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News

Role Based Access Control Tightens Security At NHS Facility In London

Access Control Technology (ACT) : 10 September, 2010  (Application Story)
ACT has provided a busy London acute care facility with an IP based access control system with role based access permissions based on job function, seniority, working hours and other criteria for enhanced security within the 950-bed campus
Role Based Access Control Tightens Security At NHS Facility In London
A hospital is by its very nature a public place with a constant flow of patients, staff and visitors where urgency associated with clinical admissions may conflict with entrance control measures. Screening visitors may slow down movement but is vital to security and can be part of a delicate balancing act for facilities managers. Access control in hospitals receives serious consideration from all parties as can be seen in this case study.

King's College Hospital NHS Foundation Trust is one of London's largest and busiest hospitals. It provides a full range of local services for over 700,000 people in south-east London. The Trust is recognised internationally for its research in the field of liver disease and operates the largest liver transplantation programme in Europe.

The hospital site in Denmark Hill has a 950-bed acute care facility and acts as a referral centre in its fields of expertise for the wider population of southern England. The Trust has complex needs for role-based access control which are being met by installer NT Security working in association with Dublin-based Access Control Technology (ACT).

Security requirements at King's make subtle demands on manufacturers. Role-based access control has been implemented at multiple levels in the hospital by establishing a relationship between job profiles and appropriate privileges in terms of ability to move around the campus.

The Trust works closely with police on security matters and initially NT Security received an enquiry from the Metropolitan Police regarding a specific problem. Andy Purvis, Managing Director of NT Security, said: "After we addressed immediate police concerns on site it became apparent that the legacy access control system could not meet the Trust's needs. They needed functionality that would enable them to distinguish between levels of seniority within the medical and administrative workforces, areas of practice for clinicians (which could change weekly) and even simple criteria such as gender and likely hours of work."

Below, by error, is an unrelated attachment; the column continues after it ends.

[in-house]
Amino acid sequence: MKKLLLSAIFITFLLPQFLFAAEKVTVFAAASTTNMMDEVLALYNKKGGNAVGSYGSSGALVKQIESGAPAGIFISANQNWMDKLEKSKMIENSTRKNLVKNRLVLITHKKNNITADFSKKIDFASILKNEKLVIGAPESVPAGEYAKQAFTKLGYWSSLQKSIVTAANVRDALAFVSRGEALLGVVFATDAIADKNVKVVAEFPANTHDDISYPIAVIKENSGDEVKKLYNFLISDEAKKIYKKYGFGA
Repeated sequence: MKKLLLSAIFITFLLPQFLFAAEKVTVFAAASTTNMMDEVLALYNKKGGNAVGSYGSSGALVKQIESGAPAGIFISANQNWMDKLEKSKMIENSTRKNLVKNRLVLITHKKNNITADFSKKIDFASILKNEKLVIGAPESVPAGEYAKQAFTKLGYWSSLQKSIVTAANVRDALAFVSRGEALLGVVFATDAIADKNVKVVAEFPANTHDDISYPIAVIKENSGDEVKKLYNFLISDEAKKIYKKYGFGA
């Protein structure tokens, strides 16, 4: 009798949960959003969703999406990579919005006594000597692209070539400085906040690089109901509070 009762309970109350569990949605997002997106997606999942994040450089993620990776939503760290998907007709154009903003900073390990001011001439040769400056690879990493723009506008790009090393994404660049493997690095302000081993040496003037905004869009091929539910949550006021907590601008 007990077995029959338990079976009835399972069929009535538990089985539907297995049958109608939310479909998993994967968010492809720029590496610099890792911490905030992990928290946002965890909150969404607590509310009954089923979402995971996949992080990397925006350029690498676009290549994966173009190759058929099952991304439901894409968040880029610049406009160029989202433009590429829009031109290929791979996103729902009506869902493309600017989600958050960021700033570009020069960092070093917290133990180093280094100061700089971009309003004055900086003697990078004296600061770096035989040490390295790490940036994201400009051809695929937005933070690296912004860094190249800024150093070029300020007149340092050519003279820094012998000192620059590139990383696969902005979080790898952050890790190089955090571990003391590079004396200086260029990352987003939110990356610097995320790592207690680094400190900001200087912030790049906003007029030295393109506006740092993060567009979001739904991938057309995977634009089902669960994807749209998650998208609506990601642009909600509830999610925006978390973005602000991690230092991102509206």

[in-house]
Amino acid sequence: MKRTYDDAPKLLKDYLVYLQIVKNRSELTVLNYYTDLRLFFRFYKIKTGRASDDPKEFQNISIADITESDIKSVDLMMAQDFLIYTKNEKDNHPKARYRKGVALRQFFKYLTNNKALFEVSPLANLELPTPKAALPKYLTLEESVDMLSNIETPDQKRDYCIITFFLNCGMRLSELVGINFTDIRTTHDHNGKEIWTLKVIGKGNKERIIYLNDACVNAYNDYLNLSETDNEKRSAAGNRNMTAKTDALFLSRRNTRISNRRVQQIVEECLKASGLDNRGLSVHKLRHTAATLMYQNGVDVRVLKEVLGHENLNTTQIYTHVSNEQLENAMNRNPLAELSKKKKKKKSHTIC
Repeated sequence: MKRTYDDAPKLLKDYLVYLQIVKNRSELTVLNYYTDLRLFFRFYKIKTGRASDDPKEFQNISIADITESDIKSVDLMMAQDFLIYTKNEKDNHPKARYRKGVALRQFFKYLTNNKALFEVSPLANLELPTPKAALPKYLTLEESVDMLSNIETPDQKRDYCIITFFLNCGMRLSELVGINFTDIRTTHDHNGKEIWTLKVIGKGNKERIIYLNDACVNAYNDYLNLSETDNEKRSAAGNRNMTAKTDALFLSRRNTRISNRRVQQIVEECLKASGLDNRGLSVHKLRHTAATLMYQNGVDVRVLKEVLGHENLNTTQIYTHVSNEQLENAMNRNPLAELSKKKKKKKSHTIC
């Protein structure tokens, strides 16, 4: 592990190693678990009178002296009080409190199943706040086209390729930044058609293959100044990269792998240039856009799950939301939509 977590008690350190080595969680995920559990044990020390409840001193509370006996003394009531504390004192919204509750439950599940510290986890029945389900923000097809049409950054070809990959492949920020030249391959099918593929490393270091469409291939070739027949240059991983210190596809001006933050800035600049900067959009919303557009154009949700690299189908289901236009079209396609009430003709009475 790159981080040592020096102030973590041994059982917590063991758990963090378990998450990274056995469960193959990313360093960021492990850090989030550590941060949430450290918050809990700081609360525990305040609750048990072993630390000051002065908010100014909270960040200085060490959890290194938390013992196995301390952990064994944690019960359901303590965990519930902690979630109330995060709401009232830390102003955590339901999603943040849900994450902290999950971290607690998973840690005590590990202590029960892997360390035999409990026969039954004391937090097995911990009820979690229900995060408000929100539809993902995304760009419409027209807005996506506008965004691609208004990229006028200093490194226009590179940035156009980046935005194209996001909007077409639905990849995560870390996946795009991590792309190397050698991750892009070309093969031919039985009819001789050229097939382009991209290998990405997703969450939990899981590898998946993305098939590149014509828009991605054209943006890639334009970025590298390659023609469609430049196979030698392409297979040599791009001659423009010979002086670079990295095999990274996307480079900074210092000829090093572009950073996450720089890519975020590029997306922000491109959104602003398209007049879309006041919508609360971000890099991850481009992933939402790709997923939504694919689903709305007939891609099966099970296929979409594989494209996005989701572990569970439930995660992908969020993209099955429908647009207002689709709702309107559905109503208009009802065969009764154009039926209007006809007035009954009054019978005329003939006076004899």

Andy continued: "Access control cards had to contain precise information on an individual's profile, job description, responsibilities and seniority. In turn, as an installer, we needed the support of a manufacturer whose equipment could not only create a hierarchy of privileges but would allow for growth and continued alterations at individual and group level. The Trust currently receives 150 requests a day for changes of access rights and has a permanent member of staff implementing these. My engineers have recently audited activity on ACT's ACTWin pro software and they report that 50 million transactions (this being anything that is recorded on the ACT system) have been carried out in the last six months. Even at tender stage this likely level of usage was not apparent."